We wish to read datasets (text, logs, relational tables, hierarchies, streams, images, …) and display interesting aspects of their content. The design to do this rests on the grammar of graphics, scagnostics, and a modeler based on the logic of statistical analysis. We distinguish an automatic visualization system (AVS) from an automated visualization system. The former automatically makes decisions about what is to be visualized. The latter is a programming system for automating the production of charts, graphs and visualizations. An AVS is designed to provide a first glance at data before modeling and analysis are done. AVS is designed to protect researchers from ignoring missing data, outliers, miscodes and other anomalies that can violate statistical assumptions or otherwise jeopardize the validity of models. This talk will cover the theory and operation of the AutoViz implementation of AVS inside Driverless AI.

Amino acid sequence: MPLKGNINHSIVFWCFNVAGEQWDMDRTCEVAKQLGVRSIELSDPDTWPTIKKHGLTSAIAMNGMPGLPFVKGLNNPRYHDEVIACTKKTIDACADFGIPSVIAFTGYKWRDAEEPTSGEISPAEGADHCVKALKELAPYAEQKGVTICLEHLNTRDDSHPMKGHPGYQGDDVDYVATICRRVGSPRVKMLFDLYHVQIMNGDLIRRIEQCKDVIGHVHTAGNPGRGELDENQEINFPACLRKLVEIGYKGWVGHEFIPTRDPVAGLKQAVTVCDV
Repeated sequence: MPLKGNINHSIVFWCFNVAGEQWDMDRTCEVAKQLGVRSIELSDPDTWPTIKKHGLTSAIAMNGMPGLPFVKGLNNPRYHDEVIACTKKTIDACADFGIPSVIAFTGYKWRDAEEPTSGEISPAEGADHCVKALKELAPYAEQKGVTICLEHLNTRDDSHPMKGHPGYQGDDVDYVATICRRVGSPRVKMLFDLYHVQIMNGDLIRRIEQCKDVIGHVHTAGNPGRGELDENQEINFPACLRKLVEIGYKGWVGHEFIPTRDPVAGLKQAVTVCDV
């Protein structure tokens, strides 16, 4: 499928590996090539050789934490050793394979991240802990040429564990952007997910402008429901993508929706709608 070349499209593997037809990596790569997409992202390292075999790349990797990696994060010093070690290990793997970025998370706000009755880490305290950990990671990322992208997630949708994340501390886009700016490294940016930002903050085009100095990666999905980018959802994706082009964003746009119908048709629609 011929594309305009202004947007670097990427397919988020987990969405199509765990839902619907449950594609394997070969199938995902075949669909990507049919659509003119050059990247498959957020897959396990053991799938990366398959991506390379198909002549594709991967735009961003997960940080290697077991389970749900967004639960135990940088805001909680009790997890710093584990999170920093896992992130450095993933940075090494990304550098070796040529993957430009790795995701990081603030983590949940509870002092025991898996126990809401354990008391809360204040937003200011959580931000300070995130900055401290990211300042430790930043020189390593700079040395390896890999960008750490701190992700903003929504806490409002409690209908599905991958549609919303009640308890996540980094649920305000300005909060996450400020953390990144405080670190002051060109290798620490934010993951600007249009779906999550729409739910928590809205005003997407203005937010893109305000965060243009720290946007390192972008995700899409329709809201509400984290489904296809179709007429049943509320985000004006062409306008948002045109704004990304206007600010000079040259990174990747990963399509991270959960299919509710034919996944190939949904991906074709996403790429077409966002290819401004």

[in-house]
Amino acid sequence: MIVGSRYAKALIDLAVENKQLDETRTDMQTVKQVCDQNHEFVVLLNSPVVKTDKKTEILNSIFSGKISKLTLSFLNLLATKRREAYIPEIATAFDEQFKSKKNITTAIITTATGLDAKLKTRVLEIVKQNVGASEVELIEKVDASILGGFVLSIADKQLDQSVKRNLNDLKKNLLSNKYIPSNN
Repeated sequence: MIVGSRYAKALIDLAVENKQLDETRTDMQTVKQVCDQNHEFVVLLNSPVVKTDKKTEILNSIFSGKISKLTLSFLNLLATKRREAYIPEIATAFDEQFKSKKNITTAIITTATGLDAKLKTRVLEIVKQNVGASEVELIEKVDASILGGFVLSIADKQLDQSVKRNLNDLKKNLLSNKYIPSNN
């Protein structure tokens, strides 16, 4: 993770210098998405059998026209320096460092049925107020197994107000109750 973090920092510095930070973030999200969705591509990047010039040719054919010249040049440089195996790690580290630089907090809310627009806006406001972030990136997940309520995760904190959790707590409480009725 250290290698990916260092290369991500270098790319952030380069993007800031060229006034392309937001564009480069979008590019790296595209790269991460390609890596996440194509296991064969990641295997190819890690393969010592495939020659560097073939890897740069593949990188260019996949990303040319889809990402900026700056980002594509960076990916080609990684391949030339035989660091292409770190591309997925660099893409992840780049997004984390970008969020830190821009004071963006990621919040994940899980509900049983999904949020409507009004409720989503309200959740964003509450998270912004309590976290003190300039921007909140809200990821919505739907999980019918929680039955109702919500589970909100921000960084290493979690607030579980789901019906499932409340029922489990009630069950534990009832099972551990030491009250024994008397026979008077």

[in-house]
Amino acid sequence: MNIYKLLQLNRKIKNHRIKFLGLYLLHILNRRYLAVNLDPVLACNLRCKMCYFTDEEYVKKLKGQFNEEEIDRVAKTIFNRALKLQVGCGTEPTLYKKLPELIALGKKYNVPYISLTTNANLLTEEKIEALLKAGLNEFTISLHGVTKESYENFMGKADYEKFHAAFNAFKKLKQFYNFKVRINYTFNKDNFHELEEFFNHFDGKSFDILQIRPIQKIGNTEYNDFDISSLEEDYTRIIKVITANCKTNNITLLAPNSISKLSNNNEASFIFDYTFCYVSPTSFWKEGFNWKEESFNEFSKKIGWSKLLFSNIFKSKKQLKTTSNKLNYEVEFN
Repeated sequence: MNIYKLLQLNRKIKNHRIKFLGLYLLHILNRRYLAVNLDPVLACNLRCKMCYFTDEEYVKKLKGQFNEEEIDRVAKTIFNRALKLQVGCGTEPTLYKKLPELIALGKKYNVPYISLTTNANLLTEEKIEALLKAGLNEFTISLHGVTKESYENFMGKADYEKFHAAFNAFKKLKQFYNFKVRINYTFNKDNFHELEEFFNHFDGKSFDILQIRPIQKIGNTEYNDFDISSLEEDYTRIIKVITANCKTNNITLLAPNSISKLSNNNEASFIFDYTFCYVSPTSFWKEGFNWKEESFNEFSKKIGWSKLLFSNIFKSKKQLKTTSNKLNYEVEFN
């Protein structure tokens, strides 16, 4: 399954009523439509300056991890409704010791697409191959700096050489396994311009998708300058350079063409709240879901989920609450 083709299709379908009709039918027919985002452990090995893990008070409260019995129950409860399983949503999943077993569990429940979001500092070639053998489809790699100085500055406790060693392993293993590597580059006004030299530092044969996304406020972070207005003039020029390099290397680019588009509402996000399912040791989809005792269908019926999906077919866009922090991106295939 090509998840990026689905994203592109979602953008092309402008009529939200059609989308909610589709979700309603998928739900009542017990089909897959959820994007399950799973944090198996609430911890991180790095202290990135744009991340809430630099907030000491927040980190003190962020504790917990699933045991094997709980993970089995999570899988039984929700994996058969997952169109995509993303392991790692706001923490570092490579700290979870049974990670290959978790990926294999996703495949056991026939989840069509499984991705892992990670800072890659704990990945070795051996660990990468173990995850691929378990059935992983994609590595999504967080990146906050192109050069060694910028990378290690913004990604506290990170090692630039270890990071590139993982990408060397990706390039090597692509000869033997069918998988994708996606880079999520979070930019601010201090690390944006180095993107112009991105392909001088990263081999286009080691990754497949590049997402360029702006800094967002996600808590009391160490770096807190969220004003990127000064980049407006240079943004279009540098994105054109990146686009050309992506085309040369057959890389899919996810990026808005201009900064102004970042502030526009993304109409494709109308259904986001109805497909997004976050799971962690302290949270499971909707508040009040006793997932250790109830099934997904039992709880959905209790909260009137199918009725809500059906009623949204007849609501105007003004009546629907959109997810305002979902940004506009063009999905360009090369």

Wilkinson is a Fellow of the American Statistical Association, an elected member of the International Statistical Institute, and a Fellow of the American Association for the Advancement of Science. He has won best speaker award at the National Computer Graphics Association and the Youden prize for best expository paper in the statistics journal Technometrics. He has served on the Committee on Applied and Theoretical Statistics of the National Research Council and is a member of the Boards of the National Institute of Statistical Sciences (NISS) and the Institute for Pure and Applied Mathematics (IPAM). In addition to authoring journal articles, the original SYSTAT computer program and manuals, and patents in visualization and distributed analytic computing, Wilkinson is the author (with Grant Blank and Chris Gruber) of Desktop Data Analysis with SYSTAT. He is also the author of The Grammar of Graphics, the foundation for several commercial and opensource visualization systems (IBMRAVE, Tableau, Rggplot2, and PythonBokeh).